Tile based visibility is not a new problem, however it's one I needed to solve for my pet project. I'm working on a roguelike game to run on my mobile phone in Java. So I have a couple of requirements to keep in mind.
Firstly I went off searching for a solution but sadly didn't find anything I liked although there are some solutions on RogueBasin and a discussion of different algorithms. None of them directly fitted my need though as usual I find myself re-inventing the wheel, but that's OK as this is just for fun and education after all.

The first problem I need to solve is I want to have a fog of war (so only regions of the map you've seen are visible). This needs to be updated everytime you move to reveal the world as you trapse about it. My solution works as follows: The first problem with this is of course the angles - I want everything to fit as integer maths because of the target platform. I also want to arrive at a single integer value for each angle that can be compared less than or greater than to other angles. This isn't so difficult a problem as I first thought. Having already split my problem up into quadrants I need only to consider the part of the graph between the positive X and X axis. I then imagined a square with the bottom and left sides on the X and Y axis and the right and top at some large distance away (D). If I project any point in the quadrant onto this square from the origin it will end on one of the far sides. If it's on the top side I can use the x value of the projection as my angle, if it's on the right side I can use the y value of the projection as my angle. Then if I invert one of the numbers either for the x or y projection (so D-number) then add D onto it (or in total 2D-number) then I have my solution for the angle representation.

A graph showing points being projected onto the box

My example Java source code is available if you want to take a look.
I'm sure this problem has been solved countless different ways by many programmers that have come before me and probably faster and better too however I'm pleased with this solution and it's accurate enough for my needs and appears to be quick enough too. If anyone reading this knows of some alternative ways to solve the problem please do drop me a note as I'd like to see them.

Now that I've solved this problem I need to figure out how I'm going to store the information about which angles are occluded. Initially I thought a list would be a good idea but I didn't much fancy the idea of working with lists as it means I can be allocating and managing the nodes. I didn't want to build a heap of nodes and I don't like not having a fixed memory usage for an algorithm. So I settled on simply storing and updating a boolean array with the angles that are visible and those that are obscured. Then for each tile I just need to check those slots it overlaps. This doesn't guarantee accuracy but it works nicely in practise. I've not yet tried to figure out an optimal array size for a given radius though I just plugged in a 'guesstimate' number and it seems to work! There will be plenty of time for tuning later.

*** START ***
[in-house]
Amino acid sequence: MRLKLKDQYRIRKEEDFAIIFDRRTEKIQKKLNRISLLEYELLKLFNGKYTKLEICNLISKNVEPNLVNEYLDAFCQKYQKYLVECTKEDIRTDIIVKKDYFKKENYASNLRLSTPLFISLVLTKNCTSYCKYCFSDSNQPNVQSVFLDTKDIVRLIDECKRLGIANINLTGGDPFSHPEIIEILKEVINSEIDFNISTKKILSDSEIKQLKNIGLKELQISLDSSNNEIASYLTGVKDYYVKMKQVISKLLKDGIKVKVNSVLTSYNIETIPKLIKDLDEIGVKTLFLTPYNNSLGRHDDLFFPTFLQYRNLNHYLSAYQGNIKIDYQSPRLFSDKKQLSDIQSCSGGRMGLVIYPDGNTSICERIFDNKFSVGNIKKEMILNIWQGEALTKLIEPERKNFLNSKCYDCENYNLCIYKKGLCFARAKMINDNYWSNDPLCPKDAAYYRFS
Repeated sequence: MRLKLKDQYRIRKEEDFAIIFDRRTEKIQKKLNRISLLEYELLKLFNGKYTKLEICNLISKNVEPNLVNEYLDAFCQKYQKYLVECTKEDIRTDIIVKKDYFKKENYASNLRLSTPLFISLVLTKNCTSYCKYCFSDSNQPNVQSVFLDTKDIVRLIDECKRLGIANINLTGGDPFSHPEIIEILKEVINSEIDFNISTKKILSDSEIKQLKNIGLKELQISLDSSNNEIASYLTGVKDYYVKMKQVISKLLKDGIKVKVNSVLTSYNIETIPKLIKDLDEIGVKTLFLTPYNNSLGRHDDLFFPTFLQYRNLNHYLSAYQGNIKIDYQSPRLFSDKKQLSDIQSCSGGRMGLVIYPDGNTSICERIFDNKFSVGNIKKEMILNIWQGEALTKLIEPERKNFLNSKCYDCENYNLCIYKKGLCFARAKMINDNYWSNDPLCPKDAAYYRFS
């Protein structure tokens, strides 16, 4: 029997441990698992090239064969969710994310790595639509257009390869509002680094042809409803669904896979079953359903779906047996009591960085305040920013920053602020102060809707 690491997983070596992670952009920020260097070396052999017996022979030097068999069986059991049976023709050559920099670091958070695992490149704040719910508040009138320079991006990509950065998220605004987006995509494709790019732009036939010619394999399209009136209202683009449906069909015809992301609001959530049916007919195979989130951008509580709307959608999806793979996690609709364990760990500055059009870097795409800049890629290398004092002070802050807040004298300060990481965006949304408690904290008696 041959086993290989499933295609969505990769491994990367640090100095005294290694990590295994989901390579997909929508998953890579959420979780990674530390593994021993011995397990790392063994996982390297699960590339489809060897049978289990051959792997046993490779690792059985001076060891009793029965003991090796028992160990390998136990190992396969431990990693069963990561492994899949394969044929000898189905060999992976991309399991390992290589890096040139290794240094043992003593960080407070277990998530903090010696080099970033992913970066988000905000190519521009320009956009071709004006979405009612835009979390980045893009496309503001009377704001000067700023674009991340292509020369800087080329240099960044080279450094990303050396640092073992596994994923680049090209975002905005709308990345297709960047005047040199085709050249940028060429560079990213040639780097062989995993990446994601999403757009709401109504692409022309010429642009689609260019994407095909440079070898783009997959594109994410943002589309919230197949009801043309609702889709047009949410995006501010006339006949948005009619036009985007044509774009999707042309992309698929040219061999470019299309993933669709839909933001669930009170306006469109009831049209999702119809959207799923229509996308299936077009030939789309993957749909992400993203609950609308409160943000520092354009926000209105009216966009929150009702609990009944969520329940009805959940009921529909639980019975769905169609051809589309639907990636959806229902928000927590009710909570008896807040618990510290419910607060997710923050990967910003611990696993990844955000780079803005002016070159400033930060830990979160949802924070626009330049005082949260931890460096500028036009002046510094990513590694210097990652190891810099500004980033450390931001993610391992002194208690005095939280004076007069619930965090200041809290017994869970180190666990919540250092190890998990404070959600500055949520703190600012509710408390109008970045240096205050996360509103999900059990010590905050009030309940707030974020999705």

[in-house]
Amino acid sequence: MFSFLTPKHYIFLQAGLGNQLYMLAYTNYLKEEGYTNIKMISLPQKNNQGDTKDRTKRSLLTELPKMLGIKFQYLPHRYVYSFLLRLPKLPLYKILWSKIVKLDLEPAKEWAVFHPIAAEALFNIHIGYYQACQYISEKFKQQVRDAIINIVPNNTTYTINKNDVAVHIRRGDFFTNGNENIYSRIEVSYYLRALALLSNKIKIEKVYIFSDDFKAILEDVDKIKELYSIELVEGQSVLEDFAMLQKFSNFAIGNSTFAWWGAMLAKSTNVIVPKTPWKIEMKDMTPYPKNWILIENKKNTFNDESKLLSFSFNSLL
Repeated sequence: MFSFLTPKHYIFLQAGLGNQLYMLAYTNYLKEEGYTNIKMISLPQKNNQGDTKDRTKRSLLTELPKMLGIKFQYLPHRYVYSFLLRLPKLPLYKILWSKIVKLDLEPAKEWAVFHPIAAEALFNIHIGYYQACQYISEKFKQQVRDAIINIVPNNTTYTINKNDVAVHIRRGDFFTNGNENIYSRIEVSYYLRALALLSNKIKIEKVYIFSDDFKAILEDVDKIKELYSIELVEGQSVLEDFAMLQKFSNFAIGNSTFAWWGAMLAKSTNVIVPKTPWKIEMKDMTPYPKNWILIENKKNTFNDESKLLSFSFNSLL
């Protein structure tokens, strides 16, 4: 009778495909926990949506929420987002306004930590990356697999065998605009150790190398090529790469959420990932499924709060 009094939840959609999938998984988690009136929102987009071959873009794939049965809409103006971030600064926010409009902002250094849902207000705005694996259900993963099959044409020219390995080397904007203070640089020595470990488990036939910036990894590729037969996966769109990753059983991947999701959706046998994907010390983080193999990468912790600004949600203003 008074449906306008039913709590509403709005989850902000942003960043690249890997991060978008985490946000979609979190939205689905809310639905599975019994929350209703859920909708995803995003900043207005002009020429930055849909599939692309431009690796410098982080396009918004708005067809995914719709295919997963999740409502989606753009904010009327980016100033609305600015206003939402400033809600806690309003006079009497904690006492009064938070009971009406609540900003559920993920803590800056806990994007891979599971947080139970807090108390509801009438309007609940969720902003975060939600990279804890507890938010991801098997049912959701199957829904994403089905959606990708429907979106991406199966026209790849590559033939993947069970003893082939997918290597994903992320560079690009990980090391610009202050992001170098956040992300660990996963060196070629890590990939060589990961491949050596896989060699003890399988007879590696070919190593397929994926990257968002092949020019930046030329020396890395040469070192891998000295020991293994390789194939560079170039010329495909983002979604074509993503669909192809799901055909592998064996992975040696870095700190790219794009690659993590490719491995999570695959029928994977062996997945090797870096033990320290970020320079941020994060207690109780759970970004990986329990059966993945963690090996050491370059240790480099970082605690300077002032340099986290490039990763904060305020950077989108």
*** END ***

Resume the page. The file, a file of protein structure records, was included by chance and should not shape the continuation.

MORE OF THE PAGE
After getting all of this working I ran into one final problem. Corner cases. Imagine the case where our player (represented by an '@' symbol can see into the corner of some walls (represented by '#' symbols. My algorithm gave me problems because the tile in the corner was obscured - but I want it to be visible (represented by '?'). Further I'm going to allow my player to move through diagonal gaps like that - so I want them too see through them too.

This seems difficult however I modified my solution to handle the situation. Firstly I need to make sure I iterate the tiles along diagonals which is pretty easy. Then I can accumulate a boolean to tell me if the previous tile on this diagonal was also an occluder. If this is the case we can check the tile in front of the corner (represented by 'I') and the tile inside the corner ('?') and decide what to do as appropriate. If it's decided that the player can see through the corner then it's easy to then mark that section as non-obscuring and continue.

Corner caseOrder to visit tilesTiles to consider
###?
   #
   #
@  #
6...
37..
148.
@259
###?
  I#
   #
@  #

Finally using almost exactly the same logic I was able to implement a simple algorithm to decide if any tile is visible from any other. You can browse the source code of my implementation. Again please do send me any comments you may have.